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Andrew Alexander


My sister once ordered a monkey from the back of a comic book. She folded laundry for my mother for dimes, packed our school lunches for nickels, saving the coins in a jar underneath her bed. It took her almost a year to save enough, and then we waited for what seemed like months for the monkey to arrive. On some of those days that we waited, she and I would put the cat into the empty cage, watch her circle inside, poke her with sticks, and try to get her tail to curl around the trapeze that hung from the top of the cage, talking to her like an organ grinder to a monkey; "Dance, little one, dance."

Finally, one day, the postman brought the package and handed it to my mother, who carried it into the kitchen. Here it was at last, and it had come in a plain package no bigger than a shoe-box with air holes cut into the side. For some reason, I had imagined the monkey riding in the passenger's seat alongside the postman, hopping out and tipping his cap in thanks to the driver as he walked up the front walk to join us at our house.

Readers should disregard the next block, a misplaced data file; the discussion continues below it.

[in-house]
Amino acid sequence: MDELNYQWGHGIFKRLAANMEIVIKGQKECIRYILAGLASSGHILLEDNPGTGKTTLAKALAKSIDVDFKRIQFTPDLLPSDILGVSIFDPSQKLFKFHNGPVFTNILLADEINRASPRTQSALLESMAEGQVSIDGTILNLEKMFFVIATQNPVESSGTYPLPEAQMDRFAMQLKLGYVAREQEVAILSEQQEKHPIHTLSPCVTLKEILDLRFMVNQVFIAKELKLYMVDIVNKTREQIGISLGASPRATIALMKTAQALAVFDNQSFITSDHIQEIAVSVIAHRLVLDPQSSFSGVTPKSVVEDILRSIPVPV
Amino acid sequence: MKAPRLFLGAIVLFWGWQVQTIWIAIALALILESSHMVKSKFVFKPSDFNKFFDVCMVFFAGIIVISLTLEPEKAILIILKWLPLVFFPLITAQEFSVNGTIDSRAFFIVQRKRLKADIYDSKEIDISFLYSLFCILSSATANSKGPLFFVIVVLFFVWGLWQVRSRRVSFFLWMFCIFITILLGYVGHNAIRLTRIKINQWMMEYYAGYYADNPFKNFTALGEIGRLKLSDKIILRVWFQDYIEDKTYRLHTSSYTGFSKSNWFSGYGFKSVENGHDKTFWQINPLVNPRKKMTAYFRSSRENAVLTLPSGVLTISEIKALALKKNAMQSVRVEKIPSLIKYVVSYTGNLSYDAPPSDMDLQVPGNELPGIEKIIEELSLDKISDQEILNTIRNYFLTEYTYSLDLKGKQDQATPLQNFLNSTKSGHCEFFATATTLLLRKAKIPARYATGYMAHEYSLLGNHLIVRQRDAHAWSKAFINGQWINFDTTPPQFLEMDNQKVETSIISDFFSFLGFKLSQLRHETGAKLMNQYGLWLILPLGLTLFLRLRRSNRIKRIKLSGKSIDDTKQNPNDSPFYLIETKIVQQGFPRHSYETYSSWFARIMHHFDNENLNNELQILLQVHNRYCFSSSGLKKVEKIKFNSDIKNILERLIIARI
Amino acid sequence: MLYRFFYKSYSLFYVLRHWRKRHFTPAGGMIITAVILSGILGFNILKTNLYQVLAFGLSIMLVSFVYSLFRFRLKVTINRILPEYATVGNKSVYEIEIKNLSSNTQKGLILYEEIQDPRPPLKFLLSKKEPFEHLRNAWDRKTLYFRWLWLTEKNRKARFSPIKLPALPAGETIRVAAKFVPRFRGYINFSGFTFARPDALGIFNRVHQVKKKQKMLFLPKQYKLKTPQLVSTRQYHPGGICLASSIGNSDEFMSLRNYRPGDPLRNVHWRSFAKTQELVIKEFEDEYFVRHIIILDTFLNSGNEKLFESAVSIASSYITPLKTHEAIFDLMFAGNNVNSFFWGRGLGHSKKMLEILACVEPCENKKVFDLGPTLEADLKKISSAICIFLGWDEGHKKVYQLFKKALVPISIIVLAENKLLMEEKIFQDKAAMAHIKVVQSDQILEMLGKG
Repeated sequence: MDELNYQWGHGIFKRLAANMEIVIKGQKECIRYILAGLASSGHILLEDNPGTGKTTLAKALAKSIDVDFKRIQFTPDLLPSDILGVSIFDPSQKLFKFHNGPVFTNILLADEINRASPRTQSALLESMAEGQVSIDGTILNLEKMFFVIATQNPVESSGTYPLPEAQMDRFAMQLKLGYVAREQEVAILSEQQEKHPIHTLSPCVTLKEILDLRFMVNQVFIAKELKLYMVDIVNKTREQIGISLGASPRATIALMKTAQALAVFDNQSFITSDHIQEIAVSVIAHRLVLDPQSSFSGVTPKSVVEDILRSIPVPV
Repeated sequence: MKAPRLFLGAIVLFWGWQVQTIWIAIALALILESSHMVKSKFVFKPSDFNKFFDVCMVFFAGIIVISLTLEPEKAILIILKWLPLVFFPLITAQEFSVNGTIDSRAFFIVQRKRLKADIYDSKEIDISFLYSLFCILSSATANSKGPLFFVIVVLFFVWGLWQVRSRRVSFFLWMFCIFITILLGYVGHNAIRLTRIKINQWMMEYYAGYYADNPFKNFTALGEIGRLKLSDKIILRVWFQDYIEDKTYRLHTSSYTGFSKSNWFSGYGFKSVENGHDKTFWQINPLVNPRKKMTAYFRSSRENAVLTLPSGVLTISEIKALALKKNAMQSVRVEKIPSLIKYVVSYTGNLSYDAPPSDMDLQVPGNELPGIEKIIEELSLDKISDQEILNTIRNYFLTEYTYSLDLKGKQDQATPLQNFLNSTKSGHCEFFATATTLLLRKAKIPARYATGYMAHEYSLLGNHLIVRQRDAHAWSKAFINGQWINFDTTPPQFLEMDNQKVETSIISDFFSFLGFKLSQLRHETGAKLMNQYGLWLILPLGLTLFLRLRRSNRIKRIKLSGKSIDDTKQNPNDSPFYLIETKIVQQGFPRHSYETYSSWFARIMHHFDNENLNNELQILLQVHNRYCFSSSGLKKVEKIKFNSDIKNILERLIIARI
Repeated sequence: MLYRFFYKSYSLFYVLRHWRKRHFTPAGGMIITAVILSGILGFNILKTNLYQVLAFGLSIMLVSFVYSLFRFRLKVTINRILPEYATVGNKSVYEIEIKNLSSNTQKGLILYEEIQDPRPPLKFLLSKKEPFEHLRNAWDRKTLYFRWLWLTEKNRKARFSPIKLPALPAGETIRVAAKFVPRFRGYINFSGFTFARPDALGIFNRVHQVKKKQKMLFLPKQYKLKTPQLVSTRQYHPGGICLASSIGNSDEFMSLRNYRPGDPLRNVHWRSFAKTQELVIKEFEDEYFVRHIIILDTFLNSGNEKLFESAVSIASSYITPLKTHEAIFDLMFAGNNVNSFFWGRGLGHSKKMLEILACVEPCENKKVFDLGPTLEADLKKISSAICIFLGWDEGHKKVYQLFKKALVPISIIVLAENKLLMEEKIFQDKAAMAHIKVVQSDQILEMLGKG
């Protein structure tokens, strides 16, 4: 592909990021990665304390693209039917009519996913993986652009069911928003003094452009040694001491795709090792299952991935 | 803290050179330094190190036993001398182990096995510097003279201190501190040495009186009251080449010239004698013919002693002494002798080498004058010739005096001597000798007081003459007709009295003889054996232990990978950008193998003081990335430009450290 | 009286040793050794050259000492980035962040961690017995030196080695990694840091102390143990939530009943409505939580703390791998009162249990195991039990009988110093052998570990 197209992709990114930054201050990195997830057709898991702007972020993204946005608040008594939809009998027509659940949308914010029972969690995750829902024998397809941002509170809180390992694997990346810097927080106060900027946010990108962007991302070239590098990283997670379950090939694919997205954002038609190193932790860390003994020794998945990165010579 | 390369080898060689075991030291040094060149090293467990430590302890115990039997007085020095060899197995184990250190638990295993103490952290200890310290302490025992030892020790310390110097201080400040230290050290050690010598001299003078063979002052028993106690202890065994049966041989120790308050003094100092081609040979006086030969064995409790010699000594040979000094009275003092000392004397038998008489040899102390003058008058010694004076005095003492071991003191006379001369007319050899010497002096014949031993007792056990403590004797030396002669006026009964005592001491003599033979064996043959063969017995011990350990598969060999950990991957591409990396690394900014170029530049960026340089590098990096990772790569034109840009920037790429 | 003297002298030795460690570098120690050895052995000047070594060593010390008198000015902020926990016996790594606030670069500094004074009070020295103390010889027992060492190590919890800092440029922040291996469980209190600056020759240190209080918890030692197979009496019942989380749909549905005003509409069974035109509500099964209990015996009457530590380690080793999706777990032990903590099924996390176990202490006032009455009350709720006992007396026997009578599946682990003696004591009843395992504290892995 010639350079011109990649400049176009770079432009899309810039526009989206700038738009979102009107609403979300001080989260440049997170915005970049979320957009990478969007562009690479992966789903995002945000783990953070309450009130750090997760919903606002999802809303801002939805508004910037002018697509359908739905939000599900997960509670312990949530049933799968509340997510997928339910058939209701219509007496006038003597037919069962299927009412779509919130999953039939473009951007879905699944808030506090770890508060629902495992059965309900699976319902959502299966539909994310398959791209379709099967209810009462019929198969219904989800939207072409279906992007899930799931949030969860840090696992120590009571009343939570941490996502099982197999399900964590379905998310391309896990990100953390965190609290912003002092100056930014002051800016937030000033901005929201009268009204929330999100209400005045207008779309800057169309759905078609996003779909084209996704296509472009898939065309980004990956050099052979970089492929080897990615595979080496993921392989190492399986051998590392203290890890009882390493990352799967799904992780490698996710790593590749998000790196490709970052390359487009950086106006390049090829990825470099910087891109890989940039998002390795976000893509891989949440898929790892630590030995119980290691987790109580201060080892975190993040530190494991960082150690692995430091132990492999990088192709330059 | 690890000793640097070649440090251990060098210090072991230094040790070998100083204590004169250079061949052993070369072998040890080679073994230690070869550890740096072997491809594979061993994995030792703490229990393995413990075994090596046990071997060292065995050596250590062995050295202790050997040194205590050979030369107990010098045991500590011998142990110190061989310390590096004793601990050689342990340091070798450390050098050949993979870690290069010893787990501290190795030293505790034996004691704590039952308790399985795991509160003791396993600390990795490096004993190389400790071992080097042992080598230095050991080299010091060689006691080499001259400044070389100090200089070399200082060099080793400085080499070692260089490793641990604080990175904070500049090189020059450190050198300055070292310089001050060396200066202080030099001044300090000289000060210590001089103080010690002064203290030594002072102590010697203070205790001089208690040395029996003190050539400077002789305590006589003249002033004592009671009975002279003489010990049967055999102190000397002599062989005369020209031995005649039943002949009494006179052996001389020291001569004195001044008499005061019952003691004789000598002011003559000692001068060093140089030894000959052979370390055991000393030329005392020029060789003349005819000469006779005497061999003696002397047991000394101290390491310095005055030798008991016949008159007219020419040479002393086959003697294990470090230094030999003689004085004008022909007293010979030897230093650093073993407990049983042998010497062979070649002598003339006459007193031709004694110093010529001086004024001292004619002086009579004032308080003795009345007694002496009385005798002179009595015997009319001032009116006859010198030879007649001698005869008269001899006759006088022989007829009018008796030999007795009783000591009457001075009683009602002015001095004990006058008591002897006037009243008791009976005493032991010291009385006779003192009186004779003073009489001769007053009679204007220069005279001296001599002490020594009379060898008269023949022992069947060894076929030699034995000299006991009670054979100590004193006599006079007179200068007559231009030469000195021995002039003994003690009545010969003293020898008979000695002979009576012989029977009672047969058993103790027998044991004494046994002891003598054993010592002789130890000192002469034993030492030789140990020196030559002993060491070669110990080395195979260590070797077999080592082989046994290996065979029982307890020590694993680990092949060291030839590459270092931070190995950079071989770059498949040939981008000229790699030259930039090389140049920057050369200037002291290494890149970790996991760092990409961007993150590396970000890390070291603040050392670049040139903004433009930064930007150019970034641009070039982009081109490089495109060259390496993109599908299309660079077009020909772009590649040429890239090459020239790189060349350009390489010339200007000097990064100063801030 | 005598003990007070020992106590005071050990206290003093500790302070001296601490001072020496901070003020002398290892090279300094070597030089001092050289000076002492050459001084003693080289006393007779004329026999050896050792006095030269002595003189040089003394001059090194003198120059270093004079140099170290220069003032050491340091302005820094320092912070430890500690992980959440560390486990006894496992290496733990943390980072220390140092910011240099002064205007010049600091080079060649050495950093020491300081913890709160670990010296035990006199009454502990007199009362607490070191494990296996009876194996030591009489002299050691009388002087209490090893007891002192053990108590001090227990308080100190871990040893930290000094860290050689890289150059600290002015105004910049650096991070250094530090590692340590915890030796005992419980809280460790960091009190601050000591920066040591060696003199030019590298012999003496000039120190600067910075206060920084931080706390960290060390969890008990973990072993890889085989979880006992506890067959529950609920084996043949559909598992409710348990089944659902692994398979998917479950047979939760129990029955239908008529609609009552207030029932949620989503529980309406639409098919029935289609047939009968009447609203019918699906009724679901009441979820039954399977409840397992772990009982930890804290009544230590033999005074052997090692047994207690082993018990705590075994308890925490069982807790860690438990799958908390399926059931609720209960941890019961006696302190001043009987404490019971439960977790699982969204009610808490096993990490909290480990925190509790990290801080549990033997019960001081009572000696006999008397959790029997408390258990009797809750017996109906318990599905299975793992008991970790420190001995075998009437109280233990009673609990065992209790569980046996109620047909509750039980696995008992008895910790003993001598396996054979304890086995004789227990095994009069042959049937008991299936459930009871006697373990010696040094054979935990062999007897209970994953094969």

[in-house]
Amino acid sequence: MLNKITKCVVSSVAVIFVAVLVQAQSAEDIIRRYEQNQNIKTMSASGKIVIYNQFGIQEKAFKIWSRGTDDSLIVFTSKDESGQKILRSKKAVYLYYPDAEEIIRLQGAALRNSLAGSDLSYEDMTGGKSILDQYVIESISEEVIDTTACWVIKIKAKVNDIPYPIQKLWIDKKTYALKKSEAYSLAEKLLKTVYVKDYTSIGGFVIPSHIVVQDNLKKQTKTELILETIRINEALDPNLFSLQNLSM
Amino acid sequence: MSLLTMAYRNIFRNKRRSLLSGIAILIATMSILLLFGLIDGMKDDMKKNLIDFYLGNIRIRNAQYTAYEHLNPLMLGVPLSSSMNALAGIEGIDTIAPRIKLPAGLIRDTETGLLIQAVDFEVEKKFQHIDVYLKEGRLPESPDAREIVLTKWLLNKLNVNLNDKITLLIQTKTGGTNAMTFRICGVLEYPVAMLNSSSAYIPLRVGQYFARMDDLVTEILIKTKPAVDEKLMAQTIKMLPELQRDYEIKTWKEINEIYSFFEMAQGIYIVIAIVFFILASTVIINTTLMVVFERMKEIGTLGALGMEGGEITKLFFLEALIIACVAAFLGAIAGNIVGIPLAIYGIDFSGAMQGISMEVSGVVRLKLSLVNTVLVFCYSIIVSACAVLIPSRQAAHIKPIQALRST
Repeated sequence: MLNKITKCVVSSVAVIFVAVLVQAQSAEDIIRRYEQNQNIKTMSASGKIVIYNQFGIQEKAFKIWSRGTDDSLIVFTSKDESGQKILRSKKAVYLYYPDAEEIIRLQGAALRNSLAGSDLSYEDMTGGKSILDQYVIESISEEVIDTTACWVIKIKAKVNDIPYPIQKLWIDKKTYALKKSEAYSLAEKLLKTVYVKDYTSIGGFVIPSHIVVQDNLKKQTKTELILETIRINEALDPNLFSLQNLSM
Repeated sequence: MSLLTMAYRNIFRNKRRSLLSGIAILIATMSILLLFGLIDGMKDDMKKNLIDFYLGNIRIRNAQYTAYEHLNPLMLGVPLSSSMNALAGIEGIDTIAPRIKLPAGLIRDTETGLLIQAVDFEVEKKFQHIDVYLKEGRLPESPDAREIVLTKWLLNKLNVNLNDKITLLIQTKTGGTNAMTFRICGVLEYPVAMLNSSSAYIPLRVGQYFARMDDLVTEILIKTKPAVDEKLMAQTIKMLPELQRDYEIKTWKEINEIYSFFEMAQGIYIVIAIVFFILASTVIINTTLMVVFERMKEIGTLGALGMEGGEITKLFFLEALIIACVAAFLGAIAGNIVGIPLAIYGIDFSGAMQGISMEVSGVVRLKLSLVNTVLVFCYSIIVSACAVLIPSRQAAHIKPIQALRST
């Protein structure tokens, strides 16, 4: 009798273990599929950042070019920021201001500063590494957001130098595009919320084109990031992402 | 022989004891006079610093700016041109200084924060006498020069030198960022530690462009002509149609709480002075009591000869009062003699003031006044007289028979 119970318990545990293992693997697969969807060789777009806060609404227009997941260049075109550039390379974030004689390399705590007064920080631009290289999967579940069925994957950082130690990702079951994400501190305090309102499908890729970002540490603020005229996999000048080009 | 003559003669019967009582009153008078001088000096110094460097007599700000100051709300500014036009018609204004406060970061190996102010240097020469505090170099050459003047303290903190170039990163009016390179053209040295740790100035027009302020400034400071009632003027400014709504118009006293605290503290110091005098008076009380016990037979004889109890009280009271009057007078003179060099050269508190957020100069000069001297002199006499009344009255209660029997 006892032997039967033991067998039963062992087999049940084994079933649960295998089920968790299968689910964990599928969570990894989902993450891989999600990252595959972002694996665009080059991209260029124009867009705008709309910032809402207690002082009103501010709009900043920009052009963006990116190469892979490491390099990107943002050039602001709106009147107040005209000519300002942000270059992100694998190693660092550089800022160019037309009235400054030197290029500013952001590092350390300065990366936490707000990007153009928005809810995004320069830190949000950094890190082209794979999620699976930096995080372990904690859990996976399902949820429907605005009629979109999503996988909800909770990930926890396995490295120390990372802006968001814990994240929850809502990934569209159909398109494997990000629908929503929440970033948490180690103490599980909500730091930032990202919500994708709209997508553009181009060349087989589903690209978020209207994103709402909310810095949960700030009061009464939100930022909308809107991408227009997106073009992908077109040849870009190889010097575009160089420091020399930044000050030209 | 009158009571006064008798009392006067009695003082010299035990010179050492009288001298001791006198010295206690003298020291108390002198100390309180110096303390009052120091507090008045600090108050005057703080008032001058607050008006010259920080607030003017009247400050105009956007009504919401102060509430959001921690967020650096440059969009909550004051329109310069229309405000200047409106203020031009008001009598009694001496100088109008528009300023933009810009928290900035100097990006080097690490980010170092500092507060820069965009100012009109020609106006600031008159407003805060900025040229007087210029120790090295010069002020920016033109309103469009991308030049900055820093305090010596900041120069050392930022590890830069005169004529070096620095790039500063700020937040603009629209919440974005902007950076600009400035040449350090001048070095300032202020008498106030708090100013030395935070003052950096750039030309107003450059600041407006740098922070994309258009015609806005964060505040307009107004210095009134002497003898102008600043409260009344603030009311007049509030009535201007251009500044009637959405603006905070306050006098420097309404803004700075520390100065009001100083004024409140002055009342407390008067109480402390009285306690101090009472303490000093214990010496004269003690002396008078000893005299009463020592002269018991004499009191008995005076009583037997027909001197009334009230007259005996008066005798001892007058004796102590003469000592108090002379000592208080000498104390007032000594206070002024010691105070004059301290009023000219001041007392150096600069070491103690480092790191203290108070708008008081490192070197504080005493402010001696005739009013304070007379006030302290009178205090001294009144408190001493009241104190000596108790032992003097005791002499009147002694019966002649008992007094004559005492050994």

Using a bread-knife, my mother carefully slit open the box. Inside, nestled in some dirty straw was the monkey my sister had ordered. It looked like something cold and stillborn, the fur wet and patchy on puckered skin, the face pinched and ugly. Beside the monkey, half-buried in the straw was a newsprint pamphlet "Your New Friend: Caring for Your Squirrel Monkey." The monkey did not move, and, for a moment, we wondered if it had survived the journey.

My mother poked the thing with the blunt end of the bread knife, the lids lifted sleepily, one of the tiny hands shook, as if with palsy.

"Quick, honey," my mother said to my sister, "get the paper towels." Using the towels, my mother carried the monkey (so small she only had to use one hand) upstairs to its cage in the guest bathroom.